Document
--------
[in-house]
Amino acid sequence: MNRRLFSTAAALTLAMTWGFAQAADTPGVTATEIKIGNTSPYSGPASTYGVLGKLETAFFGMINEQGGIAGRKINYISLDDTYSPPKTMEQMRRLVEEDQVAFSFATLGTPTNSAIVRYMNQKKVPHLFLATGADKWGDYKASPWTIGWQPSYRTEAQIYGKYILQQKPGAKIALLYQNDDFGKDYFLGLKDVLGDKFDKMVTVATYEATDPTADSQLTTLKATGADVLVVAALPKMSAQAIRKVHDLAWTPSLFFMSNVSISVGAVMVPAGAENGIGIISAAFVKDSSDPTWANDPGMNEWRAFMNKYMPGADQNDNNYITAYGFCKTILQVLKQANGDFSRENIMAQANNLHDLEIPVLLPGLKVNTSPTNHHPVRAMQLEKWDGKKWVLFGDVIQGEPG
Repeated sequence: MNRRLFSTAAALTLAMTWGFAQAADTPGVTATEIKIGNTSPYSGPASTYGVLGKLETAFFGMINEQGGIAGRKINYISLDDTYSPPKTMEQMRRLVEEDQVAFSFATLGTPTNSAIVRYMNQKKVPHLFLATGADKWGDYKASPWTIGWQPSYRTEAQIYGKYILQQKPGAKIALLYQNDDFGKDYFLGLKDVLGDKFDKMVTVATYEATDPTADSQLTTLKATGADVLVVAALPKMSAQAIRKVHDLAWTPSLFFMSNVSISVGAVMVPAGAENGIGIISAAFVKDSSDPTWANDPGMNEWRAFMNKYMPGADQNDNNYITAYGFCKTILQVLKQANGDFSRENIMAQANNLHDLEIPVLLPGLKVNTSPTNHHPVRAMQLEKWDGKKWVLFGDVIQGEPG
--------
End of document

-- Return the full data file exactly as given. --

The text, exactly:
[in-house]
Amino acid sequence: MNRRLFSTAAALTLAMTWGFAQAADTPGVTATEIKIGNTSPYSGPASTYGVLGKLETAFFGMINEQGGIAGRKINYISLDDTYSPPKTMEQMRRLVEEDQVAFSFATLGTPTNSAIVRYMNQKKVPHLFLATGADKWGDYKASPWTIGWQPSYRTEAQIYGKYILQQKPGAKIALLYQNDDFGKDYFLGLKDVLGDKFDKMVTVATYEATDPTADSQLTTLKATGADVLVVAALPKMSAQAIRKVHDLAWTPSLFFMSNVSISVGAVMVPAGAENGIGIISAAFVKDSSDPTWANDPGMNEWRAFMNKYMPGADQNDNNYITAYGFCKTILQVLKQANGDFSRENIMAQANNLHDLEIPVLLPGLKVNTSPTNHHPVRAMQLEKWDGKKWVLFGDVIQGEPG
Repeated sequence: MNRRLFSTAAALTLAMTWGFAQAADTPGVTATEIKIGNTSPYSGPASTYGVLGKLETAFFGMINEQGGIAGRKINYISLDDTYSPPKTMEQMRRLVEEDQVAFSFATLGTPTNSAIVRYMNQKKVPHLFLATGADKWGDYKASPWTIGWQPSYRTEAQIYGKYILQQKPGAKIALLYQNDDFGKDYFLGLKDVLGDKFDKMVTVATYEATDPTADSQLTTLKATGADVLVVAALPKMSAQAIRKVHDLAWTPSLFFMSNVSISVGAVMVPAGAENGIGIISAAFVKDSSDPTWANDPGMNEWRAFMNKYMPGADQNDNNYITAYGFCKTILQVLKQANGDFSRENIMAQANNLHDLEIPVLLPGLKVNTSPTNHHPVRAMQLEKWDGKKWVLFGDVIQGEPG